In the fourth chapter of his letter to the Ephesians, Paul encouraged them to speak the truth in love. We usually, and rightly, see this as a statement on method. The admonishment to speak the truth in love reminds us that the truth can be spoken in ugliness and hatefulness, but that truth spoken in love is more likely to be received.
There is another sense in which this can be taken, one that recognizes the truth that exists and has its foundation in love, and it is this sense that is operative in the conclusion of Samuel Rocha’s A Primer for Philosophy & Education. After making the distinction between knowing and understanding, Rocha continues by explaining the nature of the difference. “Understanding is beyond the scope of knowledge because it requires more than knowing, it requires being – being in love.” (p. 42)
I imagine that for some this will seem a bit of a letdown. Love is so common, so basic an idea, and we are always on the lookout for the new and exotic. Coming to the end of the book and finding this may be a little disappointing. It also does not seem very philosophical. Isn’t philosophy supposed to be about heady things? Perhaps he would have done better to have ended the sentence above with “it requires being.” Ah, yes. That is suitably abstract. That has the proper ring of intellectual mystery.
Yet Rocha will have none of that. His philosophy is no incorporeal, wraithlike proposition. It is an incarnate thing, and he will not let us off the hook so easily. He continues, “When we drink from the font of wisdom we are filled with more than wisdom itself: we acquire understanding. By understanding, we become more than wise philosophers and sage educators. We become persons; we are personalized.” (p. 43)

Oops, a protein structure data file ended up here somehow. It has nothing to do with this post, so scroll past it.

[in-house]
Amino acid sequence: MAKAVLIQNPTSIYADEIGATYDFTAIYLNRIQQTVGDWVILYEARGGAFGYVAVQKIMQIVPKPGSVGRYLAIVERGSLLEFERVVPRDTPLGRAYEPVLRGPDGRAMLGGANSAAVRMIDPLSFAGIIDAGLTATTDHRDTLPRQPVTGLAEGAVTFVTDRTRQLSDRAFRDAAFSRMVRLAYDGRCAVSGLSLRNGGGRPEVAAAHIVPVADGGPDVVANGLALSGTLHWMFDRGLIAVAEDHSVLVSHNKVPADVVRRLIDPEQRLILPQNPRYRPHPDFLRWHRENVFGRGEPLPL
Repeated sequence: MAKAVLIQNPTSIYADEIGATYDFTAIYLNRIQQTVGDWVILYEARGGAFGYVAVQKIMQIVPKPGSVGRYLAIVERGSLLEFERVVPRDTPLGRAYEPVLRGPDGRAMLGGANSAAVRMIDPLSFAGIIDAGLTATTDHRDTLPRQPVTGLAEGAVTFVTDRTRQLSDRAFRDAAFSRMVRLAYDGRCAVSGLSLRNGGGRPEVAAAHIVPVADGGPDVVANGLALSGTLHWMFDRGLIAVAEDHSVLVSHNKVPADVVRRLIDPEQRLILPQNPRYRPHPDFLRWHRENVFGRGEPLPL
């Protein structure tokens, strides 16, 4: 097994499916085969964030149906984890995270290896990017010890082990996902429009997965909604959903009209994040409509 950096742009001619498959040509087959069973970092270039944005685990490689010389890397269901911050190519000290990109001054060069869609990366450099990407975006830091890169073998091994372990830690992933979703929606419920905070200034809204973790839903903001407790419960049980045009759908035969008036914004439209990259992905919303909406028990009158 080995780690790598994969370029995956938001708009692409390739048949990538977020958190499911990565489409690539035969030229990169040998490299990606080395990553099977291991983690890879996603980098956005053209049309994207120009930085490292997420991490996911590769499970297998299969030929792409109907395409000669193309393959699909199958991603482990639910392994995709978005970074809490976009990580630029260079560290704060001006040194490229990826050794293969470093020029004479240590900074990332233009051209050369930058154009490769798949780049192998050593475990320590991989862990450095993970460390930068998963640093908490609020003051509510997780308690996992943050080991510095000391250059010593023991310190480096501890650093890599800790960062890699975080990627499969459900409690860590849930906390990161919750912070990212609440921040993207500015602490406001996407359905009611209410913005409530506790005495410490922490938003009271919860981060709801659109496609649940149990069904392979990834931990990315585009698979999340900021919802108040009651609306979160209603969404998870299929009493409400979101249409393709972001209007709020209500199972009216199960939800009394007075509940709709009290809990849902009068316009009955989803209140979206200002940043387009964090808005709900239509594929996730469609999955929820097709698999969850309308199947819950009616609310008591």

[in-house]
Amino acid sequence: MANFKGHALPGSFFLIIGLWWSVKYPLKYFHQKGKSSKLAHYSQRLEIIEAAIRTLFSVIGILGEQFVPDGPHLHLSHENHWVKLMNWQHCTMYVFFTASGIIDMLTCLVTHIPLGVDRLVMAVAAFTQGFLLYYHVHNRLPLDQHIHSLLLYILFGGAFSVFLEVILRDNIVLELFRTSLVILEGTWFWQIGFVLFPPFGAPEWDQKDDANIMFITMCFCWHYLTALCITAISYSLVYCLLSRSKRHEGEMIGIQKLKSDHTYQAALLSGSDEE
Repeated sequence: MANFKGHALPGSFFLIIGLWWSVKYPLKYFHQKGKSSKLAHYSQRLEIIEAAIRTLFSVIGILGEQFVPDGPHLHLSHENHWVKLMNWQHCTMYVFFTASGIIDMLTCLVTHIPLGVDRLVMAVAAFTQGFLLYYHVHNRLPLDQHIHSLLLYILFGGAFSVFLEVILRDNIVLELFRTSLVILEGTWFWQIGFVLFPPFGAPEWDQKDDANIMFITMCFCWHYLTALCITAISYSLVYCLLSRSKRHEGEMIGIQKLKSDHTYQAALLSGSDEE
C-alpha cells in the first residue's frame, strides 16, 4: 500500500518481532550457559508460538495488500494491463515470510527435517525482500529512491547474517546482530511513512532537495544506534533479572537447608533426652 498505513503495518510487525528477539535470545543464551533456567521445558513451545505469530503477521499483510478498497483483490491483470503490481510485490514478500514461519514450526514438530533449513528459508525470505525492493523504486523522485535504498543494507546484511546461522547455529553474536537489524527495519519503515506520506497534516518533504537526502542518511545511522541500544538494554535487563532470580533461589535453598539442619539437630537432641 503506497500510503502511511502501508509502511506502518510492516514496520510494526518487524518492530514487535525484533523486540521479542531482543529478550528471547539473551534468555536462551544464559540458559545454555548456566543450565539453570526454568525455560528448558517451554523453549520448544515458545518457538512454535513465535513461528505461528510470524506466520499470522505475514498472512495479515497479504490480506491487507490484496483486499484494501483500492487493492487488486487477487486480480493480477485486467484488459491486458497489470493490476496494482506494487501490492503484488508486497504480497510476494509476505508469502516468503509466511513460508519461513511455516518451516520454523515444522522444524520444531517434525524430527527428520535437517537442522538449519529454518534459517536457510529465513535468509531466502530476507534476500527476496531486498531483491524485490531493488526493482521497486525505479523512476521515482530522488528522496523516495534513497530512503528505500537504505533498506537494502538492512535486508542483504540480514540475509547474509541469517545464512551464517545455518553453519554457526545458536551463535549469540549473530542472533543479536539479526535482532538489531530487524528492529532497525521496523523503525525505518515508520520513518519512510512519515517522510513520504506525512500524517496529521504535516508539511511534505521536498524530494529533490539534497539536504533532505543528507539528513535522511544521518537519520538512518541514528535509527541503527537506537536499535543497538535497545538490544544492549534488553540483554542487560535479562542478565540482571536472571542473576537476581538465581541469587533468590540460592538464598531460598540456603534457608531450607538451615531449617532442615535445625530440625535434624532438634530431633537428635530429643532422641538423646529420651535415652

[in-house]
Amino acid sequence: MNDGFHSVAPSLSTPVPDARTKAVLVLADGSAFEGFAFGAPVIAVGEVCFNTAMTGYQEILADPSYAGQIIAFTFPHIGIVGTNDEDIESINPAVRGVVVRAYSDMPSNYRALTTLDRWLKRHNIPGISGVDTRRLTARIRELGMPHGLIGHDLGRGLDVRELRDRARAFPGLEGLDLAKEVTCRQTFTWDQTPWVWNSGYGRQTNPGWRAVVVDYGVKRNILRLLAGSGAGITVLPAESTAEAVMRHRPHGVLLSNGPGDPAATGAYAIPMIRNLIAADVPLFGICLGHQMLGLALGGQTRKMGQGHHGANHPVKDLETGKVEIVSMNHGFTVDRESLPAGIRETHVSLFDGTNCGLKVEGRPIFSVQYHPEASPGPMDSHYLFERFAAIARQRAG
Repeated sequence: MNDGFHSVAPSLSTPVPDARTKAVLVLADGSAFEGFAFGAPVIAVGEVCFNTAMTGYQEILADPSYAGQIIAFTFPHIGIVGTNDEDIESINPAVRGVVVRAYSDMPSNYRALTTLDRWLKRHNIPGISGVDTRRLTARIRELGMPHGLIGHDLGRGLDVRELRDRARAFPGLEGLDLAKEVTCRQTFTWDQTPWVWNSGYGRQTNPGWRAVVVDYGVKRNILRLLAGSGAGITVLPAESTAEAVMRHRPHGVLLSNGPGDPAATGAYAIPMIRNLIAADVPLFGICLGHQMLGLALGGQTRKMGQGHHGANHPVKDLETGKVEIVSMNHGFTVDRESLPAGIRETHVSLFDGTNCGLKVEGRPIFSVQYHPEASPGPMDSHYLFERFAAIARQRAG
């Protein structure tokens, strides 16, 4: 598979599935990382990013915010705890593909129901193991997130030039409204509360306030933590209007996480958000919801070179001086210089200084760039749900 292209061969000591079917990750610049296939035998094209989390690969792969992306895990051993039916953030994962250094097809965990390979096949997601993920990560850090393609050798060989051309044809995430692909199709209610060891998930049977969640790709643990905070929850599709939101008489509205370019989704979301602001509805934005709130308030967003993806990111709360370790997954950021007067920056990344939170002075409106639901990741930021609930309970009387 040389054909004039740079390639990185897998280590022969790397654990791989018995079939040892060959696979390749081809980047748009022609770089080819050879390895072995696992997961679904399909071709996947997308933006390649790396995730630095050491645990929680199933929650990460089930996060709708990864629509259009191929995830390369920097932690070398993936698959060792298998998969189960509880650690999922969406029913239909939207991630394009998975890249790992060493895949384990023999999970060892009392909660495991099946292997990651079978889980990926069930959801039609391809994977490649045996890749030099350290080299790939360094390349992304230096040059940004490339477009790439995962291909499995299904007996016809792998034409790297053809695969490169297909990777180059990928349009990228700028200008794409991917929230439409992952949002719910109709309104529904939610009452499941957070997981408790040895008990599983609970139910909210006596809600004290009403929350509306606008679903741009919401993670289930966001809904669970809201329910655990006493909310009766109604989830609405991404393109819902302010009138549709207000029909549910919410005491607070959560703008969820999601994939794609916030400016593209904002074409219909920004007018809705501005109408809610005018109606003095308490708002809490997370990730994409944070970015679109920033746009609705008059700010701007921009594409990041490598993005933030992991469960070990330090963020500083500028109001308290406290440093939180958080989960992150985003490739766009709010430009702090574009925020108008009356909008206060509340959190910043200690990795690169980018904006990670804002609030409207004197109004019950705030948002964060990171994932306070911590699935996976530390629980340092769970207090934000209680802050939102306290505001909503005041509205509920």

There it is, the heart of this humane enterprise called education. As I have noted before, the etymology of “education” shows us that it is a work of leading out, presumably, following the illustration of Plato, a leading out of darkness and into light. “Lead,” however, is a transitive verb, as is ducere in Latin, and it invites us to consider what is its proper direct object. In the case of education, this can be none other than people, human beings, us. We are the direct object. We lead each other on that grand journey of discovery, and what we discover is our humanity. As Rocha says it, we become persons. We are personalized.
Whatever else is may be said of us, this much is true. “Persons fundamentally desire and require love: to love and be loved. Without love, there is no understanding. Without love, there is nothing.” (p. 43)
This is an idea I have heard before. When she was inducted into the New Albany High School Hall of Fame, my Latin teacher, Alice Ranck Hettle had this to say. “It is our responsibility as educators to provide a sound education based on ethical principles. Innate within every human being is first the desire to be noticed and to be loved, then comes the need to be taught to learn how to learn. It is the role of the teacher to notice and yes, to love the student so much that he is ready to learn, and in turn develop all of his potential. What better way for a teen-ager to learn to live honorably and well than to read from the literary masterpieces of Cicero.”
Clearly Rocha and Miss Ranck (the name by which I will always know one of the true inspirations in my professional life) mean more here than kind affection. This rich, robust love without which nothing exists cannot be described in the few paragraphs of a blog. Quite likely, it cannot be described with words at all. It can be glimpsed, and while we cannot embrace so vast and deep an entity, we can be embraced by it and in the true freedom of its limitless space we can come to know, to understand, and finally to be. For those wrestling with the educational challenges of our day, this should bring profound hope.